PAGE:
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The Next Generation Flotation System

The Next Generation Flotation System
24 Dec 2021  |
Trucks are driving on and off the northernmost site of Greek recycling company Konstantinidis Bros SA. Instead of carrying waste, they are hauling in the structures and components of their new separation plant: a Heavy Media Separation (HMS) system, built by Ad Rem, aimed to deal with their automotive shredder residue.

As opposed to the more traditional flotation systems, the new Konstantinidis Bros SA plant will be a high-tech, state-of-the-art installation doing much more than just separating materials. Upon completion, it will deal with over ten tonnes per hour of mixed plastics and metals.  

Scavenger as pre-treatment

Konstantinidis Bros SA was established in 1971 and is Greece’s largest recycling company. The new HMS plant is not the first project Ad Rem is doing for them. In 2018, a so-called “Scavenger” system was commissioned at their main production facility in Thessaloniki. The Scavenger is a compact machine, combining several sieving and wind sifting steps. This way, a fines fraction is created, as well as a light fraction which is suitable for waste-to-energy applications. The remaining fraction is called “SHF” or Shredder Heavy Fraction and contains all the plastics and metals. Free from fines and light materials, this fraction is ideal to be entered into the HMS system.  

The Next Generation Flotation System

Patented innovations

The new HMS system will be the result of many years of innovations. Galloo, Ad Rem’s parent company, started developing flotation plants for metal recovery already over thirty years ago. But even though the core technology has a long and proven track record, new developments have never ceased.

Glancing at the new plant in Greece, one can immediately see an elaborate washing system. With rules and regulations becoming ever so strict, having a good water treatment has become increasingly important. Aside from complying with local regulations, the additional benefits of a proper washing system are that the medium stays clean, the separation process remains stable, and pollutants are concentrated in a single sludge output. To arrive at a well-functioning water treatment plant, Ad Rem can rely on the expertise of both Galloo and sister company Trevi Environmental Solutions.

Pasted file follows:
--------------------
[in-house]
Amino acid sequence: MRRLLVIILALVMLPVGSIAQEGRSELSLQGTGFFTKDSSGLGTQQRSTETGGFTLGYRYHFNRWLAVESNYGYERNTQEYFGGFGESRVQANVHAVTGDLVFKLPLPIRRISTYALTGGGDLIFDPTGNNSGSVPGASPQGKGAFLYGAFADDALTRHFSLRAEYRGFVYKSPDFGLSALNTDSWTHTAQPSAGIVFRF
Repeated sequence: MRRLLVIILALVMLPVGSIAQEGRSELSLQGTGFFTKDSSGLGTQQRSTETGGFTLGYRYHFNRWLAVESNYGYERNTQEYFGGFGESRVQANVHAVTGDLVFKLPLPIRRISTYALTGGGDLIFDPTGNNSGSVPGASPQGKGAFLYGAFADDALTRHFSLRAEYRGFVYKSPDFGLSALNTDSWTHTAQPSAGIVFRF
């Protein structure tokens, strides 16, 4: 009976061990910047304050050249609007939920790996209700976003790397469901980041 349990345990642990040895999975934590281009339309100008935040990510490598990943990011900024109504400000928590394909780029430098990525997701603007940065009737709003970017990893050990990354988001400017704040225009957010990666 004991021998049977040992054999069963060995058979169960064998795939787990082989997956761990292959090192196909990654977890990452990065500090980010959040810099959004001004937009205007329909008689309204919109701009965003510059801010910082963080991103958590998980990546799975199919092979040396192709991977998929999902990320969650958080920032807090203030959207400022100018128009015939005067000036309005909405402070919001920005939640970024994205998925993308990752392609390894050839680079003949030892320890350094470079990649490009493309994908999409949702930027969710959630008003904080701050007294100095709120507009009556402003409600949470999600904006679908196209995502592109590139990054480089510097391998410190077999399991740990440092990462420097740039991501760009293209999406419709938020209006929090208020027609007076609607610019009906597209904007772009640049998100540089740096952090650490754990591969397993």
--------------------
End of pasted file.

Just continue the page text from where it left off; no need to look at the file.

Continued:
Going a bit further down the material flow, other innovations become apparent. Instead of vibratory rinsing screens, rinsing drums are added at both output sides of the separation drum. This enables cleaning of the sieves while in operation. Not only does this prevent frequent maintenance stops, it also prevents medium losses. By using this innovation, the plant will consume the lowest possible amount of medium, while remaining operational on a 24/7 basis, except one shift per week for cleaning and general maintenance.  

A double medium storage system can be seen as well. With this system, the operator will be able to switch the density of the system in a very short amount of time. This way, plastics can be separated from metals on a lower density, while magnesium or aluminium can be floated from heavy metals on higher densities using the same system.

University cooperation

Not all innovations are visible. The separation drum itself is the result of a study done together with the university of KU Leuven in Belgium. In this study, a computer model of the separation process was created and, using complex mathematics, the process and drum geometry were simulated for varying circumstances. The results of this study were implemented in the physical design of the plant with great success: when floating aluminium from heavy metals, the misplacement observed in both outputs approaches zero.  

Process stability

A stable process leads to better results. That’s why a patented system was added to extract water from the medium, ensuring perfect control over the medium density and avoiding the need to add fresh medium every time the density needs to be increased.

But in the end, mechanical innovations can only do so much to increase the stability of the process. That’s why Ad Rem is focusing heavily on automation. All the innovations described earlier work without any operator interference. Frequency drives for most motors and pumps, sensors measuring the tank levels, automatic density measurement,… all ensure that the plant can operate most efficiently. Pump clogging up? The increased current will be visible for the operators so they can unclog it before the system stops. Density dropping? The automatic medium dewatering system will keep it up and stable. And so on..

Last, but not least, an interactive visualization and analytics system will store all plant data for years, and display it nicely in custom made graphs.


Back to Greece. Seeing the partly built-up plant is impressive, yet it’s hard to imagine the efforts that have gone into optimizing the underlying process. Ad Rem’s mission is to lead through technical innovation, and the new Konstantinidis Bros SA plant will be the best exemplification of that. Upon completion in early 2022, it truly will be the next generation flotation system.

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Ad Rem is a Belgium based joint venture of Group Galloo, one of Europe’s leading recycling companies of ferrous and non-ferrous metals, and Valtech, a holding containing 15 niche market engineering and construction companies that...

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